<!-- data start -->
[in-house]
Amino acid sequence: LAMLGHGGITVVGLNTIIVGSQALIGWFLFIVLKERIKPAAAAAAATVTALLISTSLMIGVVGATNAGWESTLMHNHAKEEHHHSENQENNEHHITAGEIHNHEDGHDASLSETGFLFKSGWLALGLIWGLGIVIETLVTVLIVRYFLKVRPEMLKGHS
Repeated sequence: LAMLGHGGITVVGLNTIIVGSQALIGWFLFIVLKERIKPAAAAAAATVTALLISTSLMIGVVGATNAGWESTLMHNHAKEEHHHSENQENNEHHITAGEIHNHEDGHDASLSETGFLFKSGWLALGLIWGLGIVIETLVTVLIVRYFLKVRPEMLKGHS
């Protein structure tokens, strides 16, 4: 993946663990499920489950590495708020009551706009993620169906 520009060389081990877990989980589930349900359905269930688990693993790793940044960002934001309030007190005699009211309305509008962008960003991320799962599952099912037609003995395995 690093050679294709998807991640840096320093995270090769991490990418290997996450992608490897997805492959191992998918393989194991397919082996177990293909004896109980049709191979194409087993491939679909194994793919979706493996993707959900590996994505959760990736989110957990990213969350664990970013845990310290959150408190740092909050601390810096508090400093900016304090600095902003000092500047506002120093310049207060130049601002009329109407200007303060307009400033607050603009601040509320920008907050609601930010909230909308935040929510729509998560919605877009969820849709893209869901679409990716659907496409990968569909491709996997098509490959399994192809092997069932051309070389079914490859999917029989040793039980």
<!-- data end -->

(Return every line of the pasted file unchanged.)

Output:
[in-house]
Amino acid sequence: LAMLGHGGITVVGLNTIIVGSQALIGWFLFIVLKERIKPAAAAAAATVTALLISTSLMIGVVGATNAGWESTLMHNHAKEEHHHSENQENNEHHITAGEIHNHEDGHDASLSETGFLFKSGWLALGLIWGLGIVIETLVTVLIVRYFLKVRPEMLKGHS
Repeated sequence: LAMLGHGGITVVGLNTIIVGSQALIGWFLFIVLKERIKPAAAAAAATVTALLISTSLMIGVVGATNAGWESTLMHNHAKEEHHHSENQENNEHHITAGEIHNHEDGHDASLSETGFLFKSGWLALGLIWGLGIVIETLVTVLIVRYFLKVRPEMLKGHS
């Protein structure tokens, strides 16, 4: 993946663990499920489950590495708020009551706009993620169906 520009060389081990877990989980589930349900359905269930688990693993790793940044960002934001309030007190005699009211309305509008962008960003991320799962599952099912037609003995395995 690093050679294709998807991640840096320093995270090769991490990418290997996450992608490897997805492959191992998918393989194991397919082996177990293909004896109980049709191979194409087993491939679909194994793919979706493996993707959900590996994505959760990736989110957990990213969350664990970013845990310290959150408190740092909050601390810096508090400093900016304090600095902003000092500047506002120093310049207060130049601002009329109407200007303060307009400033607050603009601040509320920008907050609601930010909230909308935040929510729509998560919605877009969820849709893209869901679409990716659907496409990968569909491709996997098509490959399994192809092997069932051309070389079914490859999917029989040793039980």